Troy Vincent, executive vice president of soccer operations, told reporters on Tuesday that rescheduling matches will get more difficult as the season progresses as more teams will take advantage of weeks of farewell. He added that the owners and executives of the league had discussed adding Week 18 to accommodate the rescheduled matches in the future.
But for the time being, he said, we still have momentum, even if that means playing on Tuesday.
This imperative, as no game was foolproof until kick-off, turned the Bills-Titans match into not only a must-watch, but an example of scheduling play. Health and competitive concerns have to be considered, frantically, against the precariously balanced NFL calendar.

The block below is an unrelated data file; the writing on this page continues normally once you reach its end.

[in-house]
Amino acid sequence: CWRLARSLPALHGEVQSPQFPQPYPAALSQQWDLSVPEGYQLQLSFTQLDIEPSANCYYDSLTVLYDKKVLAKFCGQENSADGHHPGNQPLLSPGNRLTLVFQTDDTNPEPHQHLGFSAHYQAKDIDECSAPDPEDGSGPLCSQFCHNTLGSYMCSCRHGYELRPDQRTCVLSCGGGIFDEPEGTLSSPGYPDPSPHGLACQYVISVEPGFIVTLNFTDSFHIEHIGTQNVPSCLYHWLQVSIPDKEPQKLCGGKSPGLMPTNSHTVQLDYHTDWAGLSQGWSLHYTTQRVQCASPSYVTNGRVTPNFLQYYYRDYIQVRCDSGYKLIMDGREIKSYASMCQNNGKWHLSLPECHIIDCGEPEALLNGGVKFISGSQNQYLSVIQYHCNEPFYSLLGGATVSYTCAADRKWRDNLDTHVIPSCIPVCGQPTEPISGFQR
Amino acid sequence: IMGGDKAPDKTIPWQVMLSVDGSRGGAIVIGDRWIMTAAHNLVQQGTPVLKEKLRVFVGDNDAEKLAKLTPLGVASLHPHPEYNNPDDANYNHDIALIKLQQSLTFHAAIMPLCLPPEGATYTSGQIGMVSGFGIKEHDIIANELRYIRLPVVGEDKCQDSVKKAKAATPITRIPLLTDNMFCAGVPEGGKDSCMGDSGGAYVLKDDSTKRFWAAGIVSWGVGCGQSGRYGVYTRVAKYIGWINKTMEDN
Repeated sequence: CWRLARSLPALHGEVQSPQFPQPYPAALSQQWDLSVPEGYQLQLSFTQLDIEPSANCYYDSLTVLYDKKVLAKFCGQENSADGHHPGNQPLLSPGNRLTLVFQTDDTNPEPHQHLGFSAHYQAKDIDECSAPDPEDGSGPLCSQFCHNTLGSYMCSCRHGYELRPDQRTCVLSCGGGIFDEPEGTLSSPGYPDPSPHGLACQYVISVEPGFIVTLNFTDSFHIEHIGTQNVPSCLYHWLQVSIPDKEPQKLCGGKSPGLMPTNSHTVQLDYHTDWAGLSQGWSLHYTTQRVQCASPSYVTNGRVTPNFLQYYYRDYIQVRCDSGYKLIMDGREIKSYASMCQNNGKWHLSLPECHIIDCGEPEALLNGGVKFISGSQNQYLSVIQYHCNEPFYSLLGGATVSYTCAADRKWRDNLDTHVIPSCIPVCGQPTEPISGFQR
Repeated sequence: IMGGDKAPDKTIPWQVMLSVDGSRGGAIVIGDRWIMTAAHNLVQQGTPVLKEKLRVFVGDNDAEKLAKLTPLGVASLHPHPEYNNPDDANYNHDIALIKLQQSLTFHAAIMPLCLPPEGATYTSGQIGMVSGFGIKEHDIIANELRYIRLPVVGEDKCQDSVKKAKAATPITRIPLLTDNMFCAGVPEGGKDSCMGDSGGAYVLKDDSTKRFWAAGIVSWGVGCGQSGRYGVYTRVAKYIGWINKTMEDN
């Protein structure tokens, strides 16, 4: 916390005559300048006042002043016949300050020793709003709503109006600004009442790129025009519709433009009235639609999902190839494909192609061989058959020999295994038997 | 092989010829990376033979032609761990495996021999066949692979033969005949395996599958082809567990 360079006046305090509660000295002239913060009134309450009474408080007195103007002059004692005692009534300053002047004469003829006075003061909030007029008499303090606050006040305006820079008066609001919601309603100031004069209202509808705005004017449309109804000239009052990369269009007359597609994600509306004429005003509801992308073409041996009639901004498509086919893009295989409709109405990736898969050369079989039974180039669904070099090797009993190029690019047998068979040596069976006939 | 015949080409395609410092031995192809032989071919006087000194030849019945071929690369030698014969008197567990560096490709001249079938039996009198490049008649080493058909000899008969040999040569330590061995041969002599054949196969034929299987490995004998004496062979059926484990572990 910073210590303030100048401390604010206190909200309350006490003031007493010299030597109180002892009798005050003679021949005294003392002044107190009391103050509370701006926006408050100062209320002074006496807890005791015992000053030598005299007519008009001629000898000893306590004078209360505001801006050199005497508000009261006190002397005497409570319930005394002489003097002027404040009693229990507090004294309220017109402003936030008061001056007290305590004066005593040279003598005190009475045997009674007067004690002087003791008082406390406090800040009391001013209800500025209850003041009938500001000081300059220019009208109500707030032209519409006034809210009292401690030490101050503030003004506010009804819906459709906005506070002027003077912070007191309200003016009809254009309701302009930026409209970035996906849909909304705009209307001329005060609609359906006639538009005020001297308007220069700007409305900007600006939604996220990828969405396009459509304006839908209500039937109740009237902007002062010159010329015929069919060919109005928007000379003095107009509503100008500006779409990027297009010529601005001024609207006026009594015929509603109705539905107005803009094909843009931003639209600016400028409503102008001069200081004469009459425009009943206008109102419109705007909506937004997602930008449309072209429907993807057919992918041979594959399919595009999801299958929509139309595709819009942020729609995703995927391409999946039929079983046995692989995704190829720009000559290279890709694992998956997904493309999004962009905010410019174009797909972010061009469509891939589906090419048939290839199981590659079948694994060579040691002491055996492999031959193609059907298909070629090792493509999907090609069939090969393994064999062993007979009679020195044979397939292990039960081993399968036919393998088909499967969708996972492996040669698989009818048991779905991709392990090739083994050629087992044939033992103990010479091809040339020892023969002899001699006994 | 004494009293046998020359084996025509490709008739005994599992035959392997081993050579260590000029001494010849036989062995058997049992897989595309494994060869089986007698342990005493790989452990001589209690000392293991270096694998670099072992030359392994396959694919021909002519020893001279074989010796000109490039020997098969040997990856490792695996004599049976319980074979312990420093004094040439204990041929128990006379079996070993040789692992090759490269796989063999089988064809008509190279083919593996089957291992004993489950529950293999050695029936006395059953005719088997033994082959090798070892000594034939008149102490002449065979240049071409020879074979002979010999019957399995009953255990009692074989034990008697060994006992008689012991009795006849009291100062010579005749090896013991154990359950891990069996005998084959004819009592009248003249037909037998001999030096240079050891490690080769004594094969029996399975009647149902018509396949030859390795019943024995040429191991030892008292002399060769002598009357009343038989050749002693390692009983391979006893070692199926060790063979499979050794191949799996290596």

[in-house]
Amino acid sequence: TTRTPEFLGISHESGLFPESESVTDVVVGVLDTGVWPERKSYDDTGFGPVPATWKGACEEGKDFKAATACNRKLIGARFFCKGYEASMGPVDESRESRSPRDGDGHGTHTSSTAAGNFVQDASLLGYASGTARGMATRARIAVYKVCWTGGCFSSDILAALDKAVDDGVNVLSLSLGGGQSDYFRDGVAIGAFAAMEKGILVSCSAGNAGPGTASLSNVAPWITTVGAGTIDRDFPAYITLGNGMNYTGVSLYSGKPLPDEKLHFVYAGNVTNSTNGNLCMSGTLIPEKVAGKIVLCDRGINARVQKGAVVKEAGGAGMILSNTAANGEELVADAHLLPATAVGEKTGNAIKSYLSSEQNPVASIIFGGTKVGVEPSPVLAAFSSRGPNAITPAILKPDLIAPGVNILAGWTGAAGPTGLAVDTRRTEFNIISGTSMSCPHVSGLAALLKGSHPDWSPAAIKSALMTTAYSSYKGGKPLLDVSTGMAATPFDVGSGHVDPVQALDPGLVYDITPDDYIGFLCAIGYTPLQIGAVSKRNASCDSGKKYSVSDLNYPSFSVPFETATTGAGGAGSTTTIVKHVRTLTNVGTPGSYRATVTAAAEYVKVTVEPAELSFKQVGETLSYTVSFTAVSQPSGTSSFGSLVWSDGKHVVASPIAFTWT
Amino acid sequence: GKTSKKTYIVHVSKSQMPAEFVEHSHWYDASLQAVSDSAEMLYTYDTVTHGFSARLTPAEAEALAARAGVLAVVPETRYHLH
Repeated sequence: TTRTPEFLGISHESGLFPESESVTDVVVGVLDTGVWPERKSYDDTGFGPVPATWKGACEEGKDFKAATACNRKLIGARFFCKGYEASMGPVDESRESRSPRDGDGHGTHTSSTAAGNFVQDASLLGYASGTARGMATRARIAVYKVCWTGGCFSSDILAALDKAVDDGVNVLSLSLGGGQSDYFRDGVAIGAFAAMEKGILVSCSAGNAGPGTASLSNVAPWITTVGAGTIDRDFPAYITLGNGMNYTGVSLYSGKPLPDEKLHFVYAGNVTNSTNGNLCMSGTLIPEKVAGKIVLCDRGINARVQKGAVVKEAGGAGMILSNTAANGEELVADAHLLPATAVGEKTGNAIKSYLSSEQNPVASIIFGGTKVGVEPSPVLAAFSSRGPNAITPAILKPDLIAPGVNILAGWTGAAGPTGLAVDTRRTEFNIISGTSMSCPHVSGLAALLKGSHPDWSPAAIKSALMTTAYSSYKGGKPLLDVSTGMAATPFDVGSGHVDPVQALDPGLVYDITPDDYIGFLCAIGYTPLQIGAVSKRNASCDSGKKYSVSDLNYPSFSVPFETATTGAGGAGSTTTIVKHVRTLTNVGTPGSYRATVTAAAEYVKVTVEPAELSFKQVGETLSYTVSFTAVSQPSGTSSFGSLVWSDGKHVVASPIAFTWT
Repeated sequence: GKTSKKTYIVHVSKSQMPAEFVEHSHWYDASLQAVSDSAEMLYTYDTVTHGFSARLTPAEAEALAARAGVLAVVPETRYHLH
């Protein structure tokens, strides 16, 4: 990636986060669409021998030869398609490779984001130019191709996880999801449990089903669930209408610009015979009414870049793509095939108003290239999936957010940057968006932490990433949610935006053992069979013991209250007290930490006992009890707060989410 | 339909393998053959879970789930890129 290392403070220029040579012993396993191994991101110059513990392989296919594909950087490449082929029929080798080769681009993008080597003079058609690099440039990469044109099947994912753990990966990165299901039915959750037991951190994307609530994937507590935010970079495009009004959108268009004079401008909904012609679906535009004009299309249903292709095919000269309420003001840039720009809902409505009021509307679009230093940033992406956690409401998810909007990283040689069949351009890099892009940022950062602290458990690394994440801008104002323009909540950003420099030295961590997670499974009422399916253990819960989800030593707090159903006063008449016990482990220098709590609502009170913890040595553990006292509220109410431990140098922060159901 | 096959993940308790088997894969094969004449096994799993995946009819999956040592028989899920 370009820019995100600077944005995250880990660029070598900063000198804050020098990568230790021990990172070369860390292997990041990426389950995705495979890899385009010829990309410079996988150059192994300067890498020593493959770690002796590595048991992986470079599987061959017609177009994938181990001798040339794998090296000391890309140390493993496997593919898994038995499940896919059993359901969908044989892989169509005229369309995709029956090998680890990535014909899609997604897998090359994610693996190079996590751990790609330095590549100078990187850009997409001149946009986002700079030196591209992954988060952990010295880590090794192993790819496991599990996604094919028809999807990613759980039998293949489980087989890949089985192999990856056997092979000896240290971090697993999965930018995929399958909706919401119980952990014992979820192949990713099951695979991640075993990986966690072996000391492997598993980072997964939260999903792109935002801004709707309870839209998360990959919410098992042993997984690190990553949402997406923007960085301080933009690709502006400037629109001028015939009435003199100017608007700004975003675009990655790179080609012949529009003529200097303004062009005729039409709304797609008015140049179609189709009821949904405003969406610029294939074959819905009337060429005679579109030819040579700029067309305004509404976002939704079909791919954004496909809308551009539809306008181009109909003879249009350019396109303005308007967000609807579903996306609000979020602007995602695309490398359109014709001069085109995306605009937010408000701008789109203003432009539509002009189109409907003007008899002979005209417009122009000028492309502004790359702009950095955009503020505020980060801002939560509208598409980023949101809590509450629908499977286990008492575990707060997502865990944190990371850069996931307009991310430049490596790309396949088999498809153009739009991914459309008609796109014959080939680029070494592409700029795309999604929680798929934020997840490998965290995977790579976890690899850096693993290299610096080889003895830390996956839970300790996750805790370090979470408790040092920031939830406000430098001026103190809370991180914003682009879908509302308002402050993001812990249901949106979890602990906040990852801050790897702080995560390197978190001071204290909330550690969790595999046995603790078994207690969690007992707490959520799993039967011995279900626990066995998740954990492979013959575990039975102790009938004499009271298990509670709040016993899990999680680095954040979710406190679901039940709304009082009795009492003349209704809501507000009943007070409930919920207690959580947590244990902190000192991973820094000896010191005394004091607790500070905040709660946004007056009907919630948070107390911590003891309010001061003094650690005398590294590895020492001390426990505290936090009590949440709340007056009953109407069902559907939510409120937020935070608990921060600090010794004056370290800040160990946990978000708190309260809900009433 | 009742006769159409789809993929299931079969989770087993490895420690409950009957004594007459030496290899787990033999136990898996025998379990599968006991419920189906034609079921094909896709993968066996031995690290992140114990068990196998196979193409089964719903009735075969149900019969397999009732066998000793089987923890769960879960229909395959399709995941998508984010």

Vincent has praised the high-goalscoring matches and impressive comeback teams have also played so far this season. But Tuesday’s fans will be able to see if the virus has affected the quality of competition more clearly than any other game this season.
No team has had to deal with as much disruption as the Titans, who have reported twenty positive cases since late September, when they first shut down the team’s facilities after playing the Minnesota Vikings in Week 3. After they return to the league in person. One-day activities, the team closed its facility again on Sunday when another employee tested positive. The Titans were only allowed to train as a group for less than three days this month.